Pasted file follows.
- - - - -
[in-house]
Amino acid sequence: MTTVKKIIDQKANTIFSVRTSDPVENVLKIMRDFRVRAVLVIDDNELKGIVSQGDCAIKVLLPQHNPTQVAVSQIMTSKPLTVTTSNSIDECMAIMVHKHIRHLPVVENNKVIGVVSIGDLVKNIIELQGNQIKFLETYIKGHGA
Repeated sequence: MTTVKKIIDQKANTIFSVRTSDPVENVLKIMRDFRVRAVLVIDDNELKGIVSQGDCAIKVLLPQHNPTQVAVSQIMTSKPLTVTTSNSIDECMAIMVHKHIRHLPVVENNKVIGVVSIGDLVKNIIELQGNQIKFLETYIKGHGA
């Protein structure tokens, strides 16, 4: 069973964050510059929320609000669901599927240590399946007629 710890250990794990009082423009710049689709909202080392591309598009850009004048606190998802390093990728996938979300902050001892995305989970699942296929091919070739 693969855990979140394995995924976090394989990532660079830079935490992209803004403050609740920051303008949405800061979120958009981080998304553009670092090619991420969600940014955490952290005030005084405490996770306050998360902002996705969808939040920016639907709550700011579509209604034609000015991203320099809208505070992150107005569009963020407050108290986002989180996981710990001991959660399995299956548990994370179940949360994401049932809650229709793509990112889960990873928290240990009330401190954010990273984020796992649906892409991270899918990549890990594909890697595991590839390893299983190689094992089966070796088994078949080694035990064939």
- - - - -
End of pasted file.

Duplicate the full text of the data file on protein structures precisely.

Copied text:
[in-house]
Amino acid sequence: MTTVKKIIDQKANTIFSVRTSDPVENVLKIMRDFRVRAVLVIDDNELKGIVSQGDCAIKVLLPQHNPTQVAVSQIMTSKPLTVTTSNSIDECMAIMVHKHIRHLPVVENNKVIGVVSIGDLVKNIIELQGNQIKFLETYIKGHGA
Repeated sequence: MTTVKKIIDQKANTIFSVRTSDPVENVLKIMRDFRVRAVLVIDDNELKGIVSQGDCAIKVLLPQHNPTQVAVSQIMTSKPLTVTTSNSIDECMAIMVHKHIRHLPVVENNKVIGVVSIGDLVKNIIELQGNQIKFLETYIKGHGA
């Protein structure tokens, strides 16, 4: 069973964050510059929320609000669901599927240590399946007629 710890250990794990009082423009710049689709909202080392591309598009850009004048606190998802390093990728996938979300902050001892995305989970699942296929091919070739 693969855990979140394995995924976090394989990532660079830079935490992209803004403050609740920051303008949405800061979120958009981080998304553009670092090619991420969600940014955490952290005030005084405490996770306050998360902002996705969808939040920016639907709550700011579509209604034609000015991203320099809208505070992150107005569009963020407050108290986002989180996981710990001991959660399995299956548990994370179940949360994401049932809650229709793509990112889960990873928290240990009330401190954010990273984020796992649906892409991270899918990549890990594909890697595991590839390893299983190689094992089966070796088994078949080694035990064939």